The Northwest elementary school and the church right next door are intimately linked. Church members tutor the kids, and the church pays for the bus that carries the children out of the downtown neighborhood to the fields where they can play sports.

But the reason the Garrison Elementary School children are bused is that their own playground is unusable, in large part because Metropolitan Baptist Church members use it for parking Sunday mornings.

And now, some community activists and parents are caught in an intense struggle with the church over that field. Parents want to turn it back into a playground--with the help of a benefactor willing to foot the cost--but the church says it needs the space for parking.

The fight has pitted D.C. school officials against school parents, and neighbors against a church that has played an important role in the Shaw community for more than a century.

"It's more than just parking versus children," Deputy School Superintendent Elois Brooks said yesterday. "For some of these children, the mentoring and tutoring and interaction with members of the church is more important than going out to kick a ball on that field.

"As an African American, what's more valuable to our children, another ballfield or moral character?" she asked. "I dare say an institution that represents a higher standard of value."

The months-long dispute, embroiling some of the city's leading political, school and religious leaders, reflects the tensions that can erupt when different communities have valid but competing interests in an urban area with few large open spaces.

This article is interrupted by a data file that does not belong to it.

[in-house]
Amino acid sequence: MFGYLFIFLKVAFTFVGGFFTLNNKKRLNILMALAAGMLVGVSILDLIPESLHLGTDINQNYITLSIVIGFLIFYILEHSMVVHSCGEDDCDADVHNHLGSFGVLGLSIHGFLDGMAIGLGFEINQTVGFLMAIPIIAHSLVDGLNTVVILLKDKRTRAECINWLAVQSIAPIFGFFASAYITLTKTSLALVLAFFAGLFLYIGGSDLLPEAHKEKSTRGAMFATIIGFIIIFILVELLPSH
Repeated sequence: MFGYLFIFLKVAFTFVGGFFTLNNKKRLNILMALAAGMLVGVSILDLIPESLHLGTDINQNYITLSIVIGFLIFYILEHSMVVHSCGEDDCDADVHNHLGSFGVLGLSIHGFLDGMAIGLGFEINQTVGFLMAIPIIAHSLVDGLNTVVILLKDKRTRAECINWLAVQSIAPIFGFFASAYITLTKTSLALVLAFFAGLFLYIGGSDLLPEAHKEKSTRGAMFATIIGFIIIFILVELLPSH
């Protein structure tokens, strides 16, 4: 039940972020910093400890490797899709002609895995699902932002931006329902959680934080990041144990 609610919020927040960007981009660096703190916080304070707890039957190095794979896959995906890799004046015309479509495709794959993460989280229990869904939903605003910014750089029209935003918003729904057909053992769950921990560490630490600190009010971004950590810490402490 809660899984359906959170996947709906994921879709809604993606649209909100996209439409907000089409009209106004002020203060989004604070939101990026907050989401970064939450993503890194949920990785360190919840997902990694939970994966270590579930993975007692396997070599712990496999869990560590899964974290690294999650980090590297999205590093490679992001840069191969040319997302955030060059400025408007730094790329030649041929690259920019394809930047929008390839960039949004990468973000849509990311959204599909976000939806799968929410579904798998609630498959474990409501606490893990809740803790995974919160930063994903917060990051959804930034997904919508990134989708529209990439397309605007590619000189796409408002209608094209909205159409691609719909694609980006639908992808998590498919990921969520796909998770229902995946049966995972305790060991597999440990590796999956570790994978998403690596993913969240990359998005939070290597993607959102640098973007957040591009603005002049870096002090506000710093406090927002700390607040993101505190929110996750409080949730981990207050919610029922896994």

Parents and others, including ANC Commissioner Glenn Melcher, say there is no other large space in the racially diverse area for their children to play.

"It's just outrageous. People in power taking away green grass from children. Imagine that," said D.C. resident Carol Lukaczer.

D.C. Council member Jim Graham (D-Ward 1) and others have tried to resolve the dispute but nothing has worked, and some participants fear the battle will get nastier and could end up in court.

But to the D.C. residents fighting for the playground, whose effort was first reported by Channel 4, the situation is simple.

They say the cars have helped make the field unusable. As it is, teams in Garrison's after-school baseball program are bused out of the area to practice--at the church's expense.

"It is an outrage that the children of such a historic neighborhood would have to be bused west of the park to find a decent place to play ball," said Susan Ousley, a Garrison parent.

So when developer David Hudgens renovated part of the school grounds and offered last spring to also seed the field, some parents jumped at the idea. His offer, however, had two stipulations: that cars no longer would be parked there and that he receive an answer by this Friday, before planting season ends.

However, school Principal Diane Worthy supports the church's position, according to her May 7 letter to Metropolitan Baptist pastor H. Beecher Hicks.

Hicks was out of town and could not be reached for comment, and his chief of staff, the Rev. Gloria Miller, did not return telephone calls over two days. But church officials have argued to parents and others that the church has paid the school system to use the playground as a Sunday morning parking lot for more than 15 years--at a cost of $5,000 last year--and that it needs the parking.

Those competing interests put School Superintendent Arlene Ackerman in the difficult position of having to decide whether to renew the agreement when it expired Aug. 31.

In early August, Graham arranged for new parking for church members at the nearby Reeves Center, but it became clear that Hicks viewed it only as supplemental and too expensive. As mediation efforts continued, community members learned last week that a new agreement giving the church parking rights had been signed by the school system's real estate director, Gerald Cooke.

Brooks said the school system would like to upgrade recreational facilities at Garrison but does not want to antagonize Metropolitan and fears the church might leave the city if parking is removed.

She also said officials are pursuing a resolution that will make both sides happy.